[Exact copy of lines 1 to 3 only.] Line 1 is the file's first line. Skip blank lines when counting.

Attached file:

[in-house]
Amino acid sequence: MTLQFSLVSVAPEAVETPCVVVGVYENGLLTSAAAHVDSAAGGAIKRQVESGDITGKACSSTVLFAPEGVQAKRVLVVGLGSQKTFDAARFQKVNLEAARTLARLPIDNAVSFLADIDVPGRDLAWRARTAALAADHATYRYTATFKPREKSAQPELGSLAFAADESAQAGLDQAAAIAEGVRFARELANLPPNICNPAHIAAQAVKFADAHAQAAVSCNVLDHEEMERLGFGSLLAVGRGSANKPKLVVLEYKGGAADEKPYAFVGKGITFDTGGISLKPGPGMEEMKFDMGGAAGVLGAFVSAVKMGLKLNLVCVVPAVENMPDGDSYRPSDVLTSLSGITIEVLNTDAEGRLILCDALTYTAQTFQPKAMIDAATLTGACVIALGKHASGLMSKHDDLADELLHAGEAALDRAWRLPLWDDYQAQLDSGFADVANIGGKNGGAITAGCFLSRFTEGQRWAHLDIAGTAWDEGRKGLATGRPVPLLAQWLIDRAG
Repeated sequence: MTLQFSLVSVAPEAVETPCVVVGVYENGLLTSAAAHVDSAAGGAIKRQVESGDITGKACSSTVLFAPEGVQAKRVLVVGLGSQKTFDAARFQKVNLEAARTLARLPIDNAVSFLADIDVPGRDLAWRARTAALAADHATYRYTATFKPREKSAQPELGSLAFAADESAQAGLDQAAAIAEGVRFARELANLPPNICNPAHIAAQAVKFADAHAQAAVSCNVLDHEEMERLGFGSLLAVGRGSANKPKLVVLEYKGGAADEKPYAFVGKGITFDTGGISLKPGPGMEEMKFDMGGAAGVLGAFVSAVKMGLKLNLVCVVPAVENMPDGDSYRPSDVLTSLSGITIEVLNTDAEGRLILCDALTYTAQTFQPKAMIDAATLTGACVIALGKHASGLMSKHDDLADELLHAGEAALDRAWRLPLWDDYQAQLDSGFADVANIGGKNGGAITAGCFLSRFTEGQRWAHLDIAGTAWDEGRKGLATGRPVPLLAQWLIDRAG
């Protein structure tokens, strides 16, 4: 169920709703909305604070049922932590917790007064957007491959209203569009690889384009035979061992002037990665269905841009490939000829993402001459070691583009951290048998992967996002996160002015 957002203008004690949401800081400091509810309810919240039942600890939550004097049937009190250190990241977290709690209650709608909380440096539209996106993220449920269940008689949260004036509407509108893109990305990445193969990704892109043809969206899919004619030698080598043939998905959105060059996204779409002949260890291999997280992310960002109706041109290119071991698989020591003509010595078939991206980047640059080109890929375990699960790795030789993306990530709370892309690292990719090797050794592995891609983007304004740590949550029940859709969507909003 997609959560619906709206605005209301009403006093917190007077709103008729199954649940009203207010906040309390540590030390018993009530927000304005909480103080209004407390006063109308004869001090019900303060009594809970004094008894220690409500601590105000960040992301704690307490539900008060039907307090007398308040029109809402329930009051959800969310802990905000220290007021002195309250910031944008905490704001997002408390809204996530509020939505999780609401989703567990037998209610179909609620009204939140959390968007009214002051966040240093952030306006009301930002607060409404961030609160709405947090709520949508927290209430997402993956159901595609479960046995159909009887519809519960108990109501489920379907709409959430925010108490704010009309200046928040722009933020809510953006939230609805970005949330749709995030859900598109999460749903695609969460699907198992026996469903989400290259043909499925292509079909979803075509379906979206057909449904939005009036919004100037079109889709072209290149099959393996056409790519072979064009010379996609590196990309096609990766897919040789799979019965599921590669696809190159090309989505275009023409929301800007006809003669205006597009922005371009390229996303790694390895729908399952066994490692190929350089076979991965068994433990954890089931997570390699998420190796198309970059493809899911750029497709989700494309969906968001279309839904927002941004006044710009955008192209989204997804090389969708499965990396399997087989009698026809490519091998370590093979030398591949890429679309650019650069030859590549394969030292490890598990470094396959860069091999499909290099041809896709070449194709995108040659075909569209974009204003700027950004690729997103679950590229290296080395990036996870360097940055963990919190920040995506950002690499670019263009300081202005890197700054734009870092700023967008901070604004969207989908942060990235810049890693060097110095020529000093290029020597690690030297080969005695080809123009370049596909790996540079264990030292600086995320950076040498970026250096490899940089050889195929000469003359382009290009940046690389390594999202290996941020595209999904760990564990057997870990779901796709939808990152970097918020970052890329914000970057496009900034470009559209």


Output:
[in-house]
Amino acid sequence: MTLQFSLVSVAPEAVETPCVVVGVYENGLLTSAAAHVDSAAGGAIKRQVESGDITGKACSSTVLFAPEGVQAKRVLVVGLGSQKTFDAARFQKVNLEAARTLARLPIDNAVSFLADIDVPGRDLAWRARTAALAADHATYRYTATFKPREKSAQPELGSLAFAADESAQAGLDQAAAIAEGVRFARELANLPPNICNPAHIAAQAVKFADAHAQAAVSCNVLDHEEMERLGFGSLLAVGRGSANKPKLVVLEYKGGAADEKPYAFVGKGITFDTGGISLKPGPGMEEMKFDMGGAAGVLGAFVSAVKMGLKLNLVCVVPAVENMPDGDSYRPSDVLTSLSGITIEVLNTDAEGRLILCDALTYTAQTFQPKAMIDAATLTGACVIALGKHASGLMSKHDDLADELLHAGEAALDRAWRLPLWDDYQAQLDSGFADVANIGGKNGGAITAGCFLSRFTEGQRWAHLDIAGTAWDEGRKGLATGRPVPLLAQWLIDRAG
Repeated sequence: MTLQFSLVSVAPEAVETPCVVVGVYENGLLTSAAAHVDSAAGGAIKRQVESGDITGKACSSTVLFAPEGVQAKRVLVVGLGSQKTFDAARFQKVNLEAARTLARLPIDNAVSFLADIDVPGRDLAWRARTAALAADHATYRYTATFKPREKSAQPELGSLAFAADESAQAGLDQAAAIAEGVRFARELANLPPNICNPAHIAAQAVKFADAHAQAAVSCNVLDHEEMERLGFGSLLAVGRGSANKPKLVVLEYKGGAADEKPYAFVGKGITFDTGGISLKPGPGMEEMKFDMGGAAGVLGAFVSAVKMGLKLNLVCVVPAVENMPDGDSYRPSDVLTSLSGITIEVLNTDAEGRLILCDALTYTAQTFQPKAMIDAATLTGACVIALGKHASGLMSKHDDLADELLHAGEAALDRAWRLPLWDDYQAQLDSGFADVANIGGKNGGAITAGCFLSRFTEGQRWAHLDIAGTAWDEGRKGLATGRPVPLLAQWLIDRAG